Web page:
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By the time this post goes up on my blog, I will be “off the grid.” I’m unplugging tonight–I’m not going to text, use Twitter (except for automatic posts I’ve set ahead of time, such as the announcement of this blog), go on Facebook or the web, or check email. Ostensibly it’s because today is Shabbat–beginning at sunset–but there’s more to it than that. I’ve decided to give the principles of the Shabbat Manifesto an earnest try.

The Shabbat Manifesto was created by a group of Jewish artists who wanted to find a way to observe a day of rest amidst our busy, fast-paced, tech-saturated lives. Here’s the rationale as explained on their website:

Way back when, God said, “On the seventh day thou shalt rest.”  The meaning behind it was simple: Take a break. Call a timeout. Find some balance. Recharge.

Somewhere along the line, however, this mantra for living faded from modern consciousness. The idea of unplugging every seventh day now feels tragically close to impossible. Who has time to take time off? We need eight days a week to get tasks accomplished, not six.

The Sabbath Manifesto was developed in the same spirit as the Slow Movement, slow food, slow living, by a small group of artists, writers, filmmakers and media professionals who, while not particularly religious, felt a collective need to fight back against our increasingly fast-paced way of living. The idea is to take time off, deadlines and paperwork be damned.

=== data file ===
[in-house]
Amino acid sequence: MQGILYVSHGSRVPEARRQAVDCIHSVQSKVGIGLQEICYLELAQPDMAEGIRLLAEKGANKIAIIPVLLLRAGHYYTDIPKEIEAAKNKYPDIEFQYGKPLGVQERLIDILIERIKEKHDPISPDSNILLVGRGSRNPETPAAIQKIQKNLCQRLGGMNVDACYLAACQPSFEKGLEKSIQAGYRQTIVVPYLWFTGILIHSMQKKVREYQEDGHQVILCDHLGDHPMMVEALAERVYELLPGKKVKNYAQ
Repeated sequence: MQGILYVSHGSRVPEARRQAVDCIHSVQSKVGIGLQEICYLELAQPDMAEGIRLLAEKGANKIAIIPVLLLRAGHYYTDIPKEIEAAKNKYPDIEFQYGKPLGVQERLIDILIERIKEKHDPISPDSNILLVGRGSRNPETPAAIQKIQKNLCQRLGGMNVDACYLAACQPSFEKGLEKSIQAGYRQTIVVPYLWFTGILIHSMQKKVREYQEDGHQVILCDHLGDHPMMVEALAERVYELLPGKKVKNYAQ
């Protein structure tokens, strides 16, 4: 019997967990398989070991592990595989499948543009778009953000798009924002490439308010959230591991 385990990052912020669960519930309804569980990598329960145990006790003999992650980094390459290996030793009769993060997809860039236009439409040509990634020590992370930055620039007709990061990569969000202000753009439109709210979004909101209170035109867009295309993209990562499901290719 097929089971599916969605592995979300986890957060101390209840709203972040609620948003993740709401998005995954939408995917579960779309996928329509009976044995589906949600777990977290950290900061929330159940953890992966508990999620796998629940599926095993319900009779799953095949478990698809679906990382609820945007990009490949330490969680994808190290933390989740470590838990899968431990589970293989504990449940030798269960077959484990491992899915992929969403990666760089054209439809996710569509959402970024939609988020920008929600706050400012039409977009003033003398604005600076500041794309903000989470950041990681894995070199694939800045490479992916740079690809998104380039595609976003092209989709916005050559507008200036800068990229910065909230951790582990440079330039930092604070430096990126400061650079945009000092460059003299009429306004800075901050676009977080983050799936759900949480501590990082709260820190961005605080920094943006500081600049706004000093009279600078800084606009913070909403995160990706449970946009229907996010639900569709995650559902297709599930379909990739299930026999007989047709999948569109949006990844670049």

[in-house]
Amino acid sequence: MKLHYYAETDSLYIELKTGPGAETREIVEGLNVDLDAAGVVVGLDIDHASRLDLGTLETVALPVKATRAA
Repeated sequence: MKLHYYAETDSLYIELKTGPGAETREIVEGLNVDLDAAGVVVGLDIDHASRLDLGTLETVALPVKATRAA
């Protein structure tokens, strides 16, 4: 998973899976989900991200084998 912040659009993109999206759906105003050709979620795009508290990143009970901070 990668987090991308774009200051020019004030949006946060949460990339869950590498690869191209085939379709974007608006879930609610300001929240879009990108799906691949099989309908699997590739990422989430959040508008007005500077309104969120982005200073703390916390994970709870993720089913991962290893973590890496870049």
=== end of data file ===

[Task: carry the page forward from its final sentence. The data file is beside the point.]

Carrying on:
In the Manifesto, we’ve adapted our ancestors’ rituals by carving out one day per week to unwind, unplug, relax, reflect, get outdoors, and get with loved ones. The ten principles are to be observed one day per week, from sunset to sunset. We invite you to practice, challenge and/or help shape what we’re creating.

You can see the ten principles here.

If you like this idea–and you need not be Jewish to participate, obviously–there is a “National Day of Unplugging” scheduled for March 7-8. I think this is a great idea. As much as technology, fast-paced communications and social media enrich our lives, I think everybody needs to turn it off for a short while.

Shabbat Shalom. See you tomorrow evening!

judaica

The image of the Shabbat candles is by Flickr user Yaffa Phillips. It is used, and my modification of it is relicensed, under Creative Commons 2.0 license.